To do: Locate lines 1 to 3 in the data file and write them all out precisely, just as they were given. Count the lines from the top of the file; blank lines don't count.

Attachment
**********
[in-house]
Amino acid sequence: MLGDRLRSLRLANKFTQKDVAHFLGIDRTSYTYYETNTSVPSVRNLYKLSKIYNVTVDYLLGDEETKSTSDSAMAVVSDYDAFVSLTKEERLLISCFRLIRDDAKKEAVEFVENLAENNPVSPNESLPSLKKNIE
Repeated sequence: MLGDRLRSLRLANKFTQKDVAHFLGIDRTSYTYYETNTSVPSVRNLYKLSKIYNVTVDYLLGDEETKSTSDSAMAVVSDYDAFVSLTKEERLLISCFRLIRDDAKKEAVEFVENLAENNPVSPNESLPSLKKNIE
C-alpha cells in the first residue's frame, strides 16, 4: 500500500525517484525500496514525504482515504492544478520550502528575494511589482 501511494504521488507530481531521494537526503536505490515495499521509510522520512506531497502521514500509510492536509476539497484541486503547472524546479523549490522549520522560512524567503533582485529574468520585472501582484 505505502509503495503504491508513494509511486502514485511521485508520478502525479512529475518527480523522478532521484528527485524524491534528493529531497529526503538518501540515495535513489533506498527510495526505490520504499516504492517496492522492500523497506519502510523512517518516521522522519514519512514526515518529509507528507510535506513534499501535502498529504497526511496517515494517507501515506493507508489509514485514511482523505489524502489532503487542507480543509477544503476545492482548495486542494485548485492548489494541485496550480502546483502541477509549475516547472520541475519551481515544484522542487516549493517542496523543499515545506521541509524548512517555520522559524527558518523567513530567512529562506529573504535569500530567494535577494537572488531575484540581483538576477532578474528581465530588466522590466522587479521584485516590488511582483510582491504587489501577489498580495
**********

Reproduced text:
[in-house]
Amino acid sequence: MLGDRLRSLRLANKFTQKDVAHFLGIDRTSYTYYETNTSVPSVRNLYKLSKIYNVTVDYLLGDEETKSTSDSAMAVVSDYDAFVSLTKEERLLISCFRLIRDDAKKEAVEFVENLAENNPVSPNESLPSLKKNIE
Repeated sequence: MLGDRLRSLRLANKFTQKDVAHFLGIDRTSYTYYETNTSVPSVRNLYKLSKIYNVTVDYLLGDEETKSTSDSAMAVVSDYDAFVSLTKEERLLISCFRLIRDDAKKEAVEFVENLAENNPVSPNESLPSLKKNIE